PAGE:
Thursday 28 April 2011

Where on earth have you been?

Regular readers of this blog, if there are any, may have discerned a slight slackening of effort on my part over the past few months. No posts since February.

This is of course shocking, and my only excuse is ill-health. I have been suffering from flu which turned into turbo-charged eczema, no doubt thanks to the stresses of the coalition (yes, I know, I flatter myself).

Still, I am feeling better now and really must put in a bit of effort. The reason I feel better is two weeks in the extraordinary village of Avène in the Haut-Languedoc region of France. There is not much happening economically speaking in the area, except for the cosmetics factory of Avène and the thermal spa with an international reputation for curing eczema.  But what an amazing and effective place it is.

The French have a tradition of spa cures which we have lost in the UK, but there are people suffering from skin disorders there – and specialist doctors – from all over the world. Yet Brits are a rarity; where you do see them, it is usually children suffering from shocking eczema who have had to fight their way out of the British NHS.

I put this brutally because, for all its benefits, the NHS tends to retain a blindness about chronic health problems, preferring to maintain people in ill-health for the rest of their lives, rather than actively seeking out some more permanent solution.

This is partly because permanent solutions often require social networks, and – with the exceptions of the thriving time banks in surgeries – the NHS regards this as beyond them. It can also be because of professional disdain for foreign or bizarre treatments like Avène, despite the weight of research and proven results they have managed to garner over the years.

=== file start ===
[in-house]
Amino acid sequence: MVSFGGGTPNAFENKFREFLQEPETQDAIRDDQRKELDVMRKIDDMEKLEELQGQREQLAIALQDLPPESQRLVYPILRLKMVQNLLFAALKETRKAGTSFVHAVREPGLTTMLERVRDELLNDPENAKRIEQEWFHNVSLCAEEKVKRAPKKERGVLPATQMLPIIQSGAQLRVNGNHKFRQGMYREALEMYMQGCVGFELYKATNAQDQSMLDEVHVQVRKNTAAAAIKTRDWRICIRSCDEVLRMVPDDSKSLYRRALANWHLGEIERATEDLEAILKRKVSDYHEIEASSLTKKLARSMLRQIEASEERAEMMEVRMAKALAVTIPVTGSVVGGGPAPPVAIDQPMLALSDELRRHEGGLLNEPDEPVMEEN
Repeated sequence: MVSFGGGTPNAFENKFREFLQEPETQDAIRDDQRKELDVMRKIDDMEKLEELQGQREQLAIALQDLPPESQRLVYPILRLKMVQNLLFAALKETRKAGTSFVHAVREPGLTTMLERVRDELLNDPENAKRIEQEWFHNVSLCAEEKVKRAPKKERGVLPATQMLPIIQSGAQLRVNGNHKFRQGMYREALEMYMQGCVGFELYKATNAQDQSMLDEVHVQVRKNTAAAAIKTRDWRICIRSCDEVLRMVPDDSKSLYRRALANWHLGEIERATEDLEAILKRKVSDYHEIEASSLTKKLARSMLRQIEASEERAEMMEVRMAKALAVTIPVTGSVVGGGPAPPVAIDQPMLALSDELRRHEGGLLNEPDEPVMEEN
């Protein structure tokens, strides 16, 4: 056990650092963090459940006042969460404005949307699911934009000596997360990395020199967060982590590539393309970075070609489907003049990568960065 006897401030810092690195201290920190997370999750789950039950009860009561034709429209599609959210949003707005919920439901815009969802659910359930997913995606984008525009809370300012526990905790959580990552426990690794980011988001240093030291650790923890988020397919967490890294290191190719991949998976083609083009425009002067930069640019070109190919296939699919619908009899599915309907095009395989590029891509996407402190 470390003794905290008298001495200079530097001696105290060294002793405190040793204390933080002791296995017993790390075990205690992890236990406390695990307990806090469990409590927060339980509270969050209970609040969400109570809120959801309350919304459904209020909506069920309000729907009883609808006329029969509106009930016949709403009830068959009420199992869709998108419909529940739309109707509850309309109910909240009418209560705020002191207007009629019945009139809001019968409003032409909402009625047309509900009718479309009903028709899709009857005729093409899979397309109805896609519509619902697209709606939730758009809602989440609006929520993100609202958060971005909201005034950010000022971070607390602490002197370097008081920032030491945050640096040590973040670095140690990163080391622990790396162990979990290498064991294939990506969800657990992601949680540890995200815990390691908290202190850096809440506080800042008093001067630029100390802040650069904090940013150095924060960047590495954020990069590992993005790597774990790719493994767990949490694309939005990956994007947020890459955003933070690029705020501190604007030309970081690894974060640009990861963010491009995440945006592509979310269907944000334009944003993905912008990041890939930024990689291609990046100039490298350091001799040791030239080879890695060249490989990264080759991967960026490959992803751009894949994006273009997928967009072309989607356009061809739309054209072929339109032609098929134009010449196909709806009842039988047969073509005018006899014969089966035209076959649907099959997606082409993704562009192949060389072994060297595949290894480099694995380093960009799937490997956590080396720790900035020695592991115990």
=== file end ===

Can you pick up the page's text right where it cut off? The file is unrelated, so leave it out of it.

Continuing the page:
I heard distant rumours of wars while I was there, political battles over the future of the NHS, which made little or no mention of the urgent problems that the current NHS model faces. And I thought: why are Lib Dems being so defensive, clinging to the old, rather than carving out their own practical and humane solutions for the future?

This is not to suggest that the Lib Dems are wrong to demand changes and safeguards in the plan for GP commissioning.  It is that no political party with ambition should forfeit the right to a positive vision of the future, and I can't help feeling that - for all the re-statements of 'principles' and the bleeding obvious - there is still no equivalent Liberal vision for healthcare.